‘You don’t want to be rowing so long that when you finish the stroke, you’re almost horizontal,’ says Tarrant. ‘You want to be thinking that you’re sat in an armchair at the end of the stroke’.

Tarrant continues, ‘Never sit back too far asthat will put pressure through your hip joints and potentially overuse the quad muscles’.

How to use a rowing machine: Step #5 Stroke rate

The stroke rate is how many strokes you take every minute, and usually this can be seen on the screen that is attached to your rower.

‘It’s common to walk into a gym, where you sit on a machine and go as fast as you can and in your head you’re getting a good workout. Moving faster doesn’t necessarily mean you are working harder,’ explains Tarrant.

What I would always suggest is 18-20 strokes per minute

‘What I would always suggest is 18-20 strokes per minute, this will feel very low, but it will give you more time to relax between strokes.

‘If you want a higher intensity workout gradually start building the stroke rates, but I wouldn’t go any higher than 35 strokes per minute’.

How to use a rowing machine - 5 things this Olympic athlete wants you to know-Matthew Tarrant Pullmans wellbeing trends healthista engine room

Matthew Tarrant is a double World Champion rower and Olympian for TeamGB.  He also is the founder of Row Elite. They offer individually-tailored expert coaching by Matthew for all experience levels and sporting backgrounds.

More Healthista Content:

3 energy tips this TV doctor wants you to know

7 hottest Grammy bodies

Face yoga exercises for a natural facelift in 3 minutes

3 ways to lose weight without really trying

< Back

Also in this week’s magazine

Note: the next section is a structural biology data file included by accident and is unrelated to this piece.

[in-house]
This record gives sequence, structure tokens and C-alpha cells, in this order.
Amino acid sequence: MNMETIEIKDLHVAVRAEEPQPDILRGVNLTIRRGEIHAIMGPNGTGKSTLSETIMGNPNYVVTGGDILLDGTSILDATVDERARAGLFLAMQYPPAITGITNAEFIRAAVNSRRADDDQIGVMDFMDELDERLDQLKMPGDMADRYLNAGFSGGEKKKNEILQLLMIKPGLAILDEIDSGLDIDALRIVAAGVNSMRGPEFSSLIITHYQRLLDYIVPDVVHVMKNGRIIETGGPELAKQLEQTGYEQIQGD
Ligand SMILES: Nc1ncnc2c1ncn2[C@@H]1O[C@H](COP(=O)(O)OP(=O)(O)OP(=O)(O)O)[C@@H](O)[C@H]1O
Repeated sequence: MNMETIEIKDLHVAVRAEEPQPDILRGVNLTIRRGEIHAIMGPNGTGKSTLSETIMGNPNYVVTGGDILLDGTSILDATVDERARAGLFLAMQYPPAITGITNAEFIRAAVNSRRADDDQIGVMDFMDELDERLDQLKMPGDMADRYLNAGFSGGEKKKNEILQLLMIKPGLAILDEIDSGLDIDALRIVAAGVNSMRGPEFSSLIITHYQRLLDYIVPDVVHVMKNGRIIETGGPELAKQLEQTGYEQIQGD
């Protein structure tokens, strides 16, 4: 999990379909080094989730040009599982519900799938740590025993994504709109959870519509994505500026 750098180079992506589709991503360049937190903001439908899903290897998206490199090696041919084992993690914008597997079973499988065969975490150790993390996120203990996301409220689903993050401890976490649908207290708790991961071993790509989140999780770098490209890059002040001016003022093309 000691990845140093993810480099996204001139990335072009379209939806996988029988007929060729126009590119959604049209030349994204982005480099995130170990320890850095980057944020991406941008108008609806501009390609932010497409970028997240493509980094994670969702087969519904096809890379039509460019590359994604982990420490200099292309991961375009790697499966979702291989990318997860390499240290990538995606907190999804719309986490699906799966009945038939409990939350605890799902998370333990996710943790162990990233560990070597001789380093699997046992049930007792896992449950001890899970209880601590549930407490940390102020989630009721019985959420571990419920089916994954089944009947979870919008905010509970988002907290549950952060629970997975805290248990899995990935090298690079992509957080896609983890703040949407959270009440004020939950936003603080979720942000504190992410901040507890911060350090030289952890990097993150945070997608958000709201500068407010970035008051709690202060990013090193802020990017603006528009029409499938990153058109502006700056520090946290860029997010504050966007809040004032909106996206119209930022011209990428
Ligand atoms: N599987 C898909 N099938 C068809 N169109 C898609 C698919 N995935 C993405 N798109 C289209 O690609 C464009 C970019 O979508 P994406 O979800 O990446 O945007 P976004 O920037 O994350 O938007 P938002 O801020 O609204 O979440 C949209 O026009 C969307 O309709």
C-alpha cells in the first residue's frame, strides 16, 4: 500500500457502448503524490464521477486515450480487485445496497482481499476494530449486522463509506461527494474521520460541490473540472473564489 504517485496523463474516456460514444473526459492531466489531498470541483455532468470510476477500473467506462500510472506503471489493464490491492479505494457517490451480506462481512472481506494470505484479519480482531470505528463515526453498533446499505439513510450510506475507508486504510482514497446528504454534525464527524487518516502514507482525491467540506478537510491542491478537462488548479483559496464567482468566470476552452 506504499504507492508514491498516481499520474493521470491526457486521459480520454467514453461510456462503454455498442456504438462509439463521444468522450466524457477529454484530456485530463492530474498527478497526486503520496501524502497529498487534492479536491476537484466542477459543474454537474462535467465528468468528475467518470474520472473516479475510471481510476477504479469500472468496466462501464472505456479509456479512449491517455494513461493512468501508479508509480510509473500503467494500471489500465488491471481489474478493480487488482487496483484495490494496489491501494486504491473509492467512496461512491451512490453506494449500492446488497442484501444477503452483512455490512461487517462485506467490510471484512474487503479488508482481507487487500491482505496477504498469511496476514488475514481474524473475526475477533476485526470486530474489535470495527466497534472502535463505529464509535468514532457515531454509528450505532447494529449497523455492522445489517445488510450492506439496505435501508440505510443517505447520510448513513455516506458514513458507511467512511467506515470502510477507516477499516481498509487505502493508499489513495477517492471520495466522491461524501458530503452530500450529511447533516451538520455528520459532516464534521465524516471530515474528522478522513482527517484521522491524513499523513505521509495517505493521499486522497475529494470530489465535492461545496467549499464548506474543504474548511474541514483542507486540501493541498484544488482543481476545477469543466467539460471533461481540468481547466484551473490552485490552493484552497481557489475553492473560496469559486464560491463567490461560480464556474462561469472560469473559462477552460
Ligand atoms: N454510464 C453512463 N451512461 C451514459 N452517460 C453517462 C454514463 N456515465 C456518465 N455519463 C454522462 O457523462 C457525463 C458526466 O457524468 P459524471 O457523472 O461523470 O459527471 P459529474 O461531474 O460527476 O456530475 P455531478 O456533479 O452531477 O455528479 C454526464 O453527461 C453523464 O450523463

9 best nutrients to take before or after exercise FEATURE
Expert Chat

From exhaustion to muscle aches – 9 supplements to help you recover from exercise faster

Whether you have aching muscles, exhaustion or joint pain, nutritionist Rick Hay says there is a targeted supplement that can help   

Olivia's transformation wk 9 FEATURE
Transformations

These are the best foods to eat if you want to lose weight – Body transformation Week 9

Olivia Hartland-Robbins is on week nine of her body transformation. Here are the nine foods that help keep her on track

Celebrity

4 Celebrities who love Pilates

If you want long, lean muscles and perfect posture, it could be time to take up Pilates, like these four Pilates-obsessed stars

PIP AND NUT INSTAGRAMMERS FEATURE
Celebrity

9 nut butter obsessed Instagram stars share their snack hacks

Because Instagram wouldn't be Instagram without nut butter all over everything, right?

swimwear FEATURE
Gear

10 flattering swimsuits that you can actually move in

It's hot...finally, and we've been testing flattering swimsuits that not only look great but also stay put when you want to move about

30 day yoga challenge

How to do Wild Thing pose – 30 Day Yoga Challenge – Day 20

Feeling wild? Express your wild side through today’s yoga pose in our 30 Day Yoga Challenge with Sarah Malcolm Welcome to day 20 of Healthista’s 30 Day Yoga Challenge, with leading London yoga teacher, Sarah Malcolm (@sarahmalcs), where you learn

Latest Video Series

Healthista-footer

Wellness Weekly

I agree to my personal data being stored and used to receive the Healthista newsletter.

Top